When you hear someone say they suffer from migraines, you probably imagine they have really bad headaches from time to time. While this is true to a point, it is not the entire story. Migraines are not just really bad headaches. They are actually a disabling collection of neurological symptoms that include a really bad headache. Pain is often confined to one side of the head. However, in a third of the cases, pain can impact both sides. Attacks can last anywhere between 4 and 72 hours. The following symptoms often accompany the throbbing, pounding head pain:
What Causes Migraines?
Previously, it was thought that the dilation and constriction of blood vessels in the head brought on migraine pain. However, current thinking has changed due to advances in technology helping us to better see how the brain and nervous system function together. It is now agreed upon that nerve pathways and brain chemicals are involved in causing migraines. Migraines are hereditary, and 90 percent of people with migraines have a family member with them.
Migraines and the Connection to Heart Disease
An analysis from the Nurses Health Study II, a Harvard study, observed 115,541 women in the age range of 25 to 42, from 1989 through 2011. When the study began, 15 percent of these had migraines. Here is what happened over these two decades:
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A more recent study, published in 2018, backs up these findings. This study was performed in Denmark. The BMJ, a medical journal, published the results connecting an increased risk of heart attack, stroke, atrial fibrillation (a kind of irregular heart rhythm), and blood clots starting in a person’s veins to those suffering from migraines.
Lead study author Dr. Kasper Adelborg, a cardiologist at Aarhus University Hospital in Denmark, explains how previous studies, such as the one mentioned above, suggested a link between heart disease and migraines, particularly in women. His study not only confirmed this link but was also able to verify that other heart problems were included as well. Things such as blood clots and atrial fibrillation were also a risk. His study included a large number of people, providing researchers with additional clues about how migraines impact cardiovascular problems at a population level.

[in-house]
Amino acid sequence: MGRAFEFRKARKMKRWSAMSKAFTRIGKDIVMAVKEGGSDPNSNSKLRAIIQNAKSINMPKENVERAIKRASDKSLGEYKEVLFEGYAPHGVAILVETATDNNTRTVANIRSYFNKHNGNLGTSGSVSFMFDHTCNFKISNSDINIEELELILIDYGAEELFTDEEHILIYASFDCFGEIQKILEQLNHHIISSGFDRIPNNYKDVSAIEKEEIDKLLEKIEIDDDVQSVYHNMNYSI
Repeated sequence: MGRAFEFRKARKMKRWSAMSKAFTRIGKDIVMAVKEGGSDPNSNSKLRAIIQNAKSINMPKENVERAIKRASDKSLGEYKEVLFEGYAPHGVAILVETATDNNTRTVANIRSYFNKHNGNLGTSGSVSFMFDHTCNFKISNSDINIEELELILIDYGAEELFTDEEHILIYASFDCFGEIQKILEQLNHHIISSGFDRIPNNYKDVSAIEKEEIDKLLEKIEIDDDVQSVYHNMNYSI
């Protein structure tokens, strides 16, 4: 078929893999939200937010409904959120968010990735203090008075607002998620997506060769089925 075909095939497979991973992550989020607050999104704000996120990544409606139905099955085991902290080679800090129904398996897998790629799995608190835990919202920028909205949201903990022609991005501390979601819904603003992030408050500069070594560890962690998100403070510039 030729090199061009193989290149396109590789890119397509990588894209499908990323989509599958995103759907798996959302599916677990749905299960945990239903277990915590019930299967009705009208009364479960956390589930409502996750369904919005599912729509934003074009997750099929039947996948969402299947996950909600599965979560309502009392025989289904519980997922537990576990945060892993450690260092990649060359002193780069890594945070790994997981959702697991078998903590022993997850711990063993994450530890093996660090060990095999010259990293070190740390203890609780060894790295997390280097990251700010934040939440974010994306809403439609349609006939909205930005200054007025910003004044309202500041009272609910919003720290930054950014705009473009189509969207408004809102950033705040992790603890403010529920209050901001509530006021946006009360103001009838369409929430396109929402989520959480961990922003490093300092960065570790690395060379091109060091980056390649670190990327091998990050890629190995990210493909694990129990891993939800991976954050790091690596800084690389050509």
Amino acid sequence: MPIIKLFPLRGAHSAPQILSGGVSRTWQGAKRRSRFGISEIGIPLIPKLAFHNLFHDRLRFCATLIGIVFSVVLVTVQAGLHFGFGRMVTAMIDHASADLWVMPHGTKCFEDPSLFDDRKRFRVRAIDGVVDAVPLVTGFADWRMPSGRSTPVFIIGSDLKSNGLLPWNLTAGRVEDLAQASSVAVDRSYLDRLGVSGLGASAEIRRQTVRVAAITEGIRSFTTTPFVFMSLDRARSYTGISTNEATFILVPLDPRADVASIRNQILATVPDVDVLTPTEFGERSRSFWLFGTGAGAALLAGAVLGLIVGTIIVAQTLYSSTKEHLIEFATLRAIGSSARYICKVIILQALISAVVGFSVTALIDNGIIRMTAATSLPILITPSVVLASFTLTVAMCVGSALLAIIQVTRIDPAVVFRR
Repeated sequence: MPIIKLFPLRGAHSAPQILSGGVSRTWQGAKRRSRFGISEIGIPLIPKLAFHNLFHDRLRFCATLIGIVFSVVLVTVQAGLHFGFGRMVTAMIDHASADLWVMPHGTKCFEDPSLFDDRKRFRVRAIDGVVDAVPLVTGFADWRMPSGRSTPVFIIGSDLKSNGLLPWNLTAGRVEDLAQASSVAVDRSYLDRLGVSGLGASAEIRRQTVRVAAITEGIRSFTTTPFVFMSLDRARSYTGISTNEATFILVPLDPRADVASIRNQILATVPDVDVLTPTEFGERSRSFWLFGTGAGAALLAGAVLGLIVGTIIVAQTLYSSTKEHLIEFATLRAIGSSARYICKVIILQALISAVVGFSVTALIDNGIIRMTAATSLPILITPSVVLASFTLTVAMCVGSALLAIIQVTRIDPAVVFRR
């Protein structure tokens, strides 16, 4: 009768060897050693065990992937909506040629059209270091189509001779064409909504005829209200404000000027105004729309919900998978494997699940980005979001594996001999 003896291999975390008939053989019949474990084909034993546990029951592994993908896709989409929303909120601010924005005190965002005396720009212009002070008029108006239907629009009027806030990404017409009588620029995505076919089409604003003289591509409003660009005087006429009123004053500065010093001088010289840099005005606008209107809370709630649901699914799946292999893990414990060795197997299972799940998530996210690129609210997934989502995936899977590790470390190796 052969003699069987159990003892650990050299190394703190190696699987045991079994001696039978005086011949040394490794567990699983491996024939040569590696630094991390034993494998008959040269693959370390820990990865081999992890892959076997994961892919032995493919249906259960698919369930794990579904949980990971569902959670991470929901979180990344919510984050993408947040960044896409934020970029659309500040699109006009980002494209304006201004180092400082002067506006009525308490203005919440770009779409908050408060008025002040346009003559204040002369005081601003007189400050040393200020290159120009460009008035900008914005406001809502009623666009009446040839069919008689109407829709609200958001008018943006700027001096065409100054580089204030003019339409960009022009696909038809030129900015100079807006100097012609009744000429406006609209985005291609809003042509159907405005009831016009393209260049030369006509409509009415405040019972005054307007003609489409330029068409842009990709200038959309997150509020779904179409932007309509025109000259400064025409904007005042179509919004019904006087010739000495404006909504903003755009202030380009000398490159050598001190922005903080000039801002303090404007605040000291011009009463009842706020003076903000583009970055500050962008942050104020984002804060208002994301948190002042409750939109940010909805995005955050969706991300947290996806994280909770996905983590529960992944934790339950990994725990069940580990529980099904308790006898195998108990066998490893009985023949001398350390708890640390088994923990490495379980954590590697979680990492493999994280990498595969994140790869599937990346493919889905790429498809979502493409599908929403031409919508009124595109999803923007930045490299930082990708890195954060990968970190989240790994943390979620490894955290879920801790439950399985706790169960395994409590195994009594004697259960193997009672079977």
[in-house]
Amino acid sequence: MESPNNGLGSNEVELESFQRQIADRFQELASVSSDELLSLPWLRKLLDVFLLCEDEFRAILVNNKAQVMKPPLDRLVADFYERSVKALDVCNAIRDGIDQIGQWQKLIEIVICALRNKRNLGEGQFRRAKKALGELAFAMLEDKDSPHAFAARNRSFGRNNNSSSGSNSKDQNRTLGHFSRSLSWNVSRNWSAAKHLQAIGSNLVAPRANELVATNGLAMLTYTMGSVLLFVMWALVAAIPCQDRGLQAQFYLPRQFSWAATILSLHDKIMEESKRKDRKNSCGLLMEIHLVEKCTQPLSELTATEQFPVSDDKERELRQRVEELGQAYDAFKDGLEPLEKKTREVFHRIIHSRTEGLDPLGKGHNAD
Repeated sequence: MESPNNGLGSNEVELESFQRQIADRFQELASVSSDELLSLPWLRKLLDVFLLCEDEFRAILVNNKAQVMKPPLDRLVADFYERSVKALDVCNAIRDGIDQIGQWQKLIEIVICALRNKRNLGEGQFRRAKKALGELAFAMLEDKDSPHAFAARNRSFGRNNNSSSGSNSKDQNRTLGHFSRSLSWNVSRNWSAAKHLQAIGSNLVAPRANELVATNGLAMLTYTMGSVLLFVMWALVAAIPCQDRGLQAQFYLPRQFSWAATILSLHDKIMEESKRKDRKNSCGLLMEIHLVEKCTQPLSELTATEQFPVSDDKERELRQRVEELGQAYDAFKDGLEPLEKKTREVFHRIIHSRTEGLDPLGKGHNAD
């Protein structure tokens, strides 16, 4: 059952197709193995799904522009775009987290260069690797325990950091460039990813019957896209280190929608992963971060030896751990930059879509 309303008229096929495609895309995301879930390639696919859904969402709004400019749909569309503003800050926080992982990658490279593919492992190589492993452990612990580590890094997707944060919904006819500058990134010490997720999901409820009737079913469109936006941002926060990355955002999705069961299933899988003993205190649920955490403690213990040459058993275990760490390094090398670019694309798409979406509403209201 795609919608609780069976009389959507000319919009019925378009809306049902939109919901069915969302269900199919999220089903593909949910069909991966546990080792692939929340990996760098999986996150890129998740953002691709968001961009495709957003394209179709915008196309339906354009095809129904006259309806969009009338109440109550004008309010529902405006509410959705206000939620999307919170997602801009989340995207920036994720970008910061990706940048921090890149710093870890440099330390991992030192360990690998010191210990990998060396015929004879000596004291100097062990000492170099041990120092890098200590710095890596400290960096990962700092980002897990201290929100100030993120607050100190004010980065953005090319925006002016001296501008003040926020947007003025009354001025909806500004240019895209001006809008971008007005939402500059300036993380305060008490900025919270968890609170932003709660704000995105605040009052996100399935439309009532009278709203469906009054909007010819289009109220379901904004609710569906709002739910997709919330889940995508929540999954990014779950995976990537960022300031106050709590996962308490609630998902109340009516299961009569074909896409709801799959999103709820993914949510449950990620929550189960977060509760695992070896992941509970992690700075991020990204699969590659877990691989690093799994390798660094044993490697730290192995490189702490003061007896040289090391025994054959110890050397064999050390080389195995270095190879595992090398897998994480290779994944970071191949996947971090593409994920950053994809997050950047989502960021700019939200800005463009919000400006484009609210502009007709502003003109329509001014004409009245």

The study looked at data from about 51,000 people in Denmark diagnosed with migraines and about 510,000 people who did not have migraines. The migraine group was diagnosed by age 35, and 71 percent of them were women. The study followed these people over a 19-year period. The results revealed that people with migraines had a 1.5-fold increased risk of heart attack and a 2-fold increased risk of stroke compared to those without migraines. When it came to blood clots, migraine sufferers were 1.6 times more likely to get them, and atrial fibrillation put migraine sufferers at 1.3 times greater risk than those who were migraine-free.
What is the Connection Between the Heart and the Head?
Several reasons exist as to why those with migraines may be more susceptible to cardiovascular disease. It may be due to the sudden constriction of blood vessels in the brain, which can make a person not only have a migraine but also be more prone to strokes. Another reason can be that people with migraines are less active during an attack, leading to their resting more and making them vulnerable to blood clots.
Finding a Natural Way to Combat Migraines
Turning to a bottle of pain relievers may be a quick and easy answer to fighting the pain of migraines. However, it is not a long-lasting solution due to the health problems that will arise due to the side effects of long-term drug use.
Unless the underlying cause is addressed, they will continue to occur and continue to put your heart health at risk. Dr. Grayson Blom of Upper Cervical Health Center Boise in Boise, Idaho, uses an alternative, natural way to care for migraines. It has been shown that migraines commonly occur due to a misalignment of the bones of the upper cervical spine (Atlas and Axis). If the bones here have become misaligned due to a car accident (whiplash), a sporting accident, a trip and fall, or some other kind of blow to the head and neck, they may be putting undue pressure on the brainstem and hindering the proper flow of blood from entering and exiting the brain. This can lead to migraines.
We use a gentle method that is based on scientific measurements and a precision technique to help the vertebrae move back into their original positions. We do not need to pop or crack the neck to get positive results. In fact the adjustment is very underwhelming. Many patients report seeing a great improvement in migraines within a short period of time.
To schedule a consultation with Dr. Blom click the button below or call 208-559-0541.